5. Becker, V. Shcheslavskiy, A. Rück, Simultaneous phosphorescence and fluorescence lifetime imaging by multi-dimensional TCSPC and multi-pulse Excitation. In: R. I. Dmitriev (ed.), Multi-parameteric live cell microscopy of 3D tissue models. Springer (2017)
  6. Becker, Fluorescence lifetime imaging by multi-dimensional time correlated single photon counting. Medical Photonics 27, 41-61 (2015)
  7. Becker, Introduction to Multi-Dimensional TCSPC. In W. Becker (ed.) Advanced time-correlated single photon counting applications. Springer, Berlin, Heidelberg, New York (2015)
  8. Becker & Hickl GmbH, DCS-120 Confocal Scanning FLIM Systems, user handbook. 6th ed. (2015), available on
  9. Becker & Hickl GmbH, Modular FLIM Systems for Zeiss LSM 710 / 780 / 880 laser Scanning Microscopes. 6th ed. (2015), available on
  10. I. Dmitriev, A. V. Zhdanov, Y. M. Nolan, D. B. Papkovsky, Imaging of neurosphere oxygenation with phosphorescent probes. Biomaterials 34, 9307-9317 (2013)
  11. I. Dmitriev, A. V. Kondrashina, K. Koren, I. Klimant, A. V. Zhdanov, J. M. P. Pakan, K. W. McDermott, D. B. Papkovsky, Small molecule phosphorescent probes for O2 imaging in 3D tissue models. Biomater. Sci. 2, 853-866 (2014)
  12. Jenkins, R. I. Dmitriev, D. B. Papkovsky, Imaging Cell and Tissue O2 by TCSPC-PLIM. In: W. Becker (ed.) Advanced time-correlated single photon counting applications. Springer, Berlin, Heidelberg, New York (2015)
  13. Kalinina, V. Shcheslavskiy, W. Becker, J. Breymayer, P. Schäfer, A. Rück, Correlative NAD(P)H-FLIM and oxygen sensing-PLIM for metabolic mapping. J. Biophotonics 9(8):800-811 (2016)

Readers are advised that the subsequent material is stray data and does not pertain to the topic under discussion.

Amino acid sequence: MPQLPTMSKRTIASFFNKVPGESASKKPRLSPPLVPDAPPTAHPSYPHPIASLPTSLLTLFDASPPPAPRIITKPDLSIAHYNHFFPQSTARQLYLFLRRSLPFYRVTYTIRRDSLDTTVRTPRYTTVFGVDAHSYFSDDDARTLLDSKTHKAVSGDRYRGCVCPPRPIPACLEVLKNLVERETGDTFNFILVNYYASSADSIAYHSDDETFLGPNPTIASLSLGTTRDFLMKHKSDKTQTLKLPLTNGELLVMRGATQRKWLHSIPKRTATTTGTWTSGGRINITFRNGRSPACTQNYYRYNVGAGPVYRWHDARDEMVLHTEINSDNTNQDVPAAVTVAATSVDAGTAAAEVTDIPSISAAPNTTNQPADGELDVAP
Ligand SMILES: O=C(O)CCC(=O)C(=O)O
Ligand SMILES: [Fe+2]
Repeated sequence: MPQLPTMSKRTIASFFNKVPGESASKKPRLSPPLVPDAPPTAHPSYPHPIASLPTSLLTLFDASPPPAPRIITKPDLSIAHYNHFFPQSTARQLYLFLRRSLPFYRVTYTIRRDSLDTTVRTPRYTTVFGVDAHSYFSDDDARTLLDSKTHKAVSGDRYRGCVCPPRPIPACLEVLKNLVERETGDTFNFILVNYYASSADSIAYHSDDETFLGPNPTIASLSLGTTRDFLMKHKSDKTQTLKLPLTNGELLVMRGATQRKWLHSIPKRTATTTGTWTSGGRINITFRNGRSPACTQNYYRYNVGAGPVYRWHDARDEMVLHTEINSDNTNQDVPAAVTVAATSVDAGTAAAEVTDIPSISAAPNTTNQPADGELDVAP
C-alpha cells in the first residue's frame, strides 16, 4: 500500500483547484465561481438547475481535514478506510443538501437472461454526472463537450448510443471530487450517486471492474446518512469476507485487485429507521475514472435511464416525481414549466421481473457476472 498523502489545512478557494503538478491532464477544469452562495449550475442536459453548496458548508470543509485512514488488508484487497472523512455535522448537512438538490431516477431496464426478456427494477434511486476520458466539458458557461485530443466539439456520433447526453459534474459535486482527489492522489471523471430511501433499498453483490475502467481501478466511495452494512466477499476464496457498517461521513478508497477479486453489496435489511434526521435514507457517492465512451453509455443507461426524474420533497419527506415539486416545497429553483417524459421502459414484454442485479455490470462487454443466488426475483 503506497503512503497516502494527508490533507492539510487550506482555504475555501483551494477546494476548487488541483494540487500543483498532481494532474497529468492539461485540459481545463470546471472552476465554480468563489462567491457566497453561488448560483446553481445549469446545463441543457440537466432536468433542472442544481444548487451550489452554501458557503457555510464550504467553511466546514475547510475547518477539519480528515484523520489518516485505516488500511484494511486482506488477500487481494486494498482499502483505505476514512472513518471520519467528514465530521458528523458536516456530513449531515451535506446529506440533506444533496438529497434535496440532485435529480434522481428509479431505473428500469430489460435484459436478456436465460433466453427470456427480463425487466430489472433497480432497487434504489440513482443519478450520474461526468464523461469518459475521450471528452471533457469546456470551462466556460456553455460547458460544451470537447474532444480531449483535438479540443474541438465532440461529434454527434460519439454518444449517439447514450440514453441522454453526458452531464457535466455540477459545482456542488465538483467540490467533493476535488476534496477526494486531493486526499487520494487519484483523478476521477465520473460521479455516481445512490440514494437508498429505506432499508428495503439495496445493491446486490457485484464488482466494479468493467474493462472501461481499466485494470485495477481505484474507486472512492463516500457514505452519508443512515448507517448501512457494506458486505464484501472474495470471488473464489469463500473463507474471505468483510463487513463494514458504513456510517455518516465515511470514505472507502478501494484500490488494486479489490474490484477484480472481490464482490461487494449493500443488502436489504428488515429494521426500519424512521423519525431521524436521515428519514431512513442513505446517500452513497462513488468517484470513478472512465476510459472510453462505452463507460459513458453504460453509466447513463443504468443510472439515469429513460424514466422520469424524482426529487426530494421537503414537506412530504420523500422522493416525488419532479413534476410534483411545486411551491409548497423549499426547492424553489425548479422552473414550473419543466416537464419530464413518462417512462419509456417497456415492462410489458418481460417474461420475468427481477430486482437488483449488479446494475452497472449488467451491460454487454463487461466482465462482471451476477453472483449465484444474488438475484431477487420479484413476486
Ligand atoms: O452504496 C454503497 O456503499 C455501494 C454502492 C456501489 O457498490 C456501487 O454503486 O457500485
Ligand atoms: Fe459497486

14. Kurokawa, H. Ito, M. Inoue, K. Tabata, Y. Sato, K. Yamagata, S. Kizaka-Kondoh, T. Kadonosono, S. Yano, M. Inoue & T. Kamachi, High resolution imaging of intracellular oxygen concentration by phosphorescence lifetime, Scientific Reports 5, 1-13 (2015)
  15. Lukina, A. Orlova, M. Shirmanova, D. Shirokov, A. Pavlikov, A. Neubauer, H. Studier, W. Becker, E. Zagaynova, T. Yoshihara, S. Tobita, V. Shcheslavskiy, Interrogation of metabolic and oxygen states of tumors with fiber-based luminescence lifetime spectroscopy. Optics Letters 42(4) 731-734 (2017)
  16. I. Shcheslavskiy, A. Neubauer, R. Bukowiecki, F. Dinter, W. Becker, Combined fluorescence and phosphorescence lifetime imaging. Appl. Phys. Lett. 108, 091111-1 to -5 (2016)
  17. Shibata, S. Ichioka, J. Ando, A. Kamiya, Microvascular and interstitial PO2 measurement in rat skeletal muscle by phosphorescence quenching. J. Appl. Physiol. 91, 321-327 (2001)
  18. Toncelli, O. V. Arzhakova, A. Dolgova, A. L. Volynskii, N. F. Bakeev, J. P. Kerry, D. B. Papkovsky, Oxygen-sensitive phosphorescent nanomaterials produced from high density polyethylene films by local solvent-crazing. Anal. Chem. 86(3), 1917-23 (2014)
  19. V. Zhdanov, A. V. Golubeva, I. A. Okkelman, J. F. Cryan, D. B. Papkovsky, Imaging of oxygen gradients in giant umbrella cells: an ex vivo PLIM study. Am J Physiol Cell Physiol 309: C000–C000, 2015